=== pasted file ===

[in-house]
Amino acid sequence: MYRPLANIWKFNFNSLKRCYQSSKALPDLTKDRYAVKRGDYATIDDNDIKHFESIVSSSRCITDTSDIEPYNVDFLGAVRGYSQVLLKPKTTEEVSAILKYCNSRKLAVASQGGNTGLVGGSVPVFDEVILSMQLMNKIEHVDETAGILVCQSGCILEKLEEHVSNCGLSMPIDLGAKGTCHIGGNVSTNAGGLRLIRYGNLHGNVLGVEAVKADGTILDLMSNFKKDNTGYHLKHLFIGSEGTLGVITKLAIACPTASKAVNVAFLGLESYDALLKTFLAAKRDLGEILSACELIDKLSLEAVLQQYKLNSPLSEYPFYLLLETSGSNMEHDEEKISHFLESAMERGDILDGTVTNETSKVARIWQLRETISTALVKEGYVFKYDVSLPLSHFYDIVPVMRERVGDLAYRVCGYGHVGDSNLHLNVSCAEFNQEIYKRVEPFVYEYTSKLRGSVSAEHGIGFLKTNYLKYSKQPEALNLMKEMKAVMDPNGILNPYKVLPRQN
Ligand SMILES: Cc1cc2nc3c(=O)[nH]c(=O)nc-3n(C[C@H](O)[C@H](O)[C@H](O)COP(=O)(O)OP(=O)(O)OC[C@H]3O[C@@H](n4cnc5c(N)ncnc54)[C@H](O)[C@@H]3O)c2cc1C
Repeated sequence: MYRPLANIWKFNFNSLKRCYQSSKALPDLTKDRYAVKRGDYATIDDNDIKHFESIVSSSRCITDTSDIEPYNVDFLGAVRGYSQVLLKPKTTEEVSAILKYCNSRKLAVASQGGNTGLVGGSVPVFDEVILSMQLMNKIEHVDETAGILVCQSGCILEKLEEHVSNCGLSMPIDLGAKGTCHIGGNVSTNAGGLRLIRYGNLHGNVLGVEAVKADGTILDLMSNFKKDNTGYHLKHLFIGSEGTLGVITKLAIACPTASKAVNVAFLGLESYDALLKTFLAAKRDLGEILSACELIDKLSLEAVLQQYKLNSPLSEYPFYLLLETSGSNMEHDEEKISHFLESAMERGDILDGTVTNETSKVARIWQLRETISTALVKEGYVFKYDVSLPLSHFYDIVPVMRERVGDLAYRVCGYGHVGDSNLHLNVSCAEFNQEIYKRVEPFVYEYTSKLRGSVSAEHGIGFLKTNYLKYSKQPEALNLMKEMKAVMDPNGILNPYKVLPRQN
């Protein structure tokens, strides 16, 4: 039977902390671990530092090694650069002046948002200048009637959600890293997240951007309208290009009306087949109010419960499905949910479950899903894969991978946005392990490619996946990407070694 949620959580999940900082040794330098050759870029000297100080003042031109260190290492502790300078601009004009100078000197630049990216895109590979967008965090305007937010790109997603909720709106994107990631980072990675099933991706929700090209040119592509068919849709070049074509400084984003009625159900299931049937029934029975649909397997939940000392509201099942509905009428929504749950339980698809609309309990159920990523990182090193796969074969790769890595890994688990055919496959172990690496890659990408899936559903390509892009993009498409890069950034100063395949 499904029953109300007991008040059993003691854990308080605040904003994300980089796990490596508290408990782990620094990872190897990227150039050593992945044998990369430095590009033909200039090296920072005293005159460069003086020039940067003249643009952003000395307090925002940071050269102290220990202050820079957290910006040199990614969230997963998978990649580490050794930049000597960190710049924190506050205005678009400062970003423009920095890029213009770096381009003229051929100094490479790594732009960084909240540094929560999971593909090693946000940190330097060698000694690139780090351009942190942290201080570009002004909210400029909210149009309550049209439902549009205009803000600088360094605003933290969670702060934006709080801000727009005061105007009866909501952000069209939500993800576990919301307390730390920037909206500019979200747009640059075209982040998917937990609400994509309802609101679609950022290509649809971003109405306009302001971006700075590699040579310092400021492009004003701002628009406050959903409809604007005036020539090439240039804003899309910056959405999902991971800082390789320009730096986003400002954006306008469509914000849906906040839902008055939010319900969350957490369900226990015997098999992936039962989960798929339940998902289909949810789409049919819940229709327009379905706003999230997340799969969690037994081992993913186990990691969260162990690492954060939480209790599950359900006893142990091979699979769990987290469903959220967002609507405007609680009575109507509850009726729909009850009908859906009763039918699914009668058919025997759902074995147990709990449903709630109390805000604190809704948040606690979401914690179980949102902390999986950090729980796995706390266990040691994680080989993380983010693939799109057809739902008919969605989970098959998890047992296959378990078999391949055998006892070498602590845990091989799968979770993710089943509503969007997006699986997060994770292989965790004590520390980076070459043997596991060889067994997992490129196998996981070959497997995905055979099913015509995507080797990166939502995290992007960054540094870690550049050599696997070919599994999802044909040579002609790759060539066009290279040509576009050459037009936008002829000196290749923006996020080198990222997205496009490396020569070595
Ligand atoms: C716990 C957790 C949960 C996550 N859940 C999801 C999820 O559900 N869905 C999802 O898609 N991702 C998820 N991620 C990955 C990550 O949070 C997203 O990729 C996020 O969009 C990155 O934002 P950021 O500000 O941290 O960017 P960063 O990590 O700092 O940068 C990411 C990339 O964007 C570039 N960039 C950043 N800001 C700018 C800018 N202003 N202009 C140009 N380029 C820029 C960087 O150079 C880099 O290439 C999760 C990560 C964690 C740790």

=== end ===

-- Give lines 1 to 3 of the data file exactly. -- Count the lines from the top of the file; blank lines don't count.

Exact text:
[in-house]
Amino acid sequence: MYRPLANIWKFNFNSLKRCYQSSKALPDLTKDRYAVKRGDYATIDDNDIKHFESIVSSSRCITDTSDIEPYNVDFLGAVRGYSQVLLKPKTTEEVSAILKYCNSRKLAVASQGGNTGLVGGSVPVFDEVILSMQLMNKIEHVDETAGILVCQSGCILEKLEEHVSNCGLSMPIDLGAKGTCHIGGNVSTNAGGLRLIRYGNLHGNVLGVEAVKADGTILDLMSNFKKDNTGYHLKHLFIGSEGTLGVITKLAIACPTASKAVNVAFLGLESYDALLKTFLAAKRDLGEILSACELIDKLSLEAVLQQYKLNSPLSEYPFYLLLETSGSNMEHDEEKISHFLESAMERGDILDGTVTNETSKVARIWQLRETISTALVKEGYVFKYDVSLPLSHFYDIVPVMRERVGDLAYRVCGYGHVGDSNLHLNVSCAEFNQEIYKRVEPFVYEYTSKLRGSVSAEHGIGFLKTNYLKYSKQPEALNLMKEMKAVMDPNGILNPYKVLPRQN
Ligand SMILES: Cc1cc2nc3c(=O)[nH]c(=O)nc-3n(C[C@H](O)[C@H](O)[C@H](O)COP(=O)(O)OP(=O)(O)OC[C@H]3O[C@@H](n4cnc5c(N)ncnc54)[C@H](O)[C@@H]3O)c2cc1C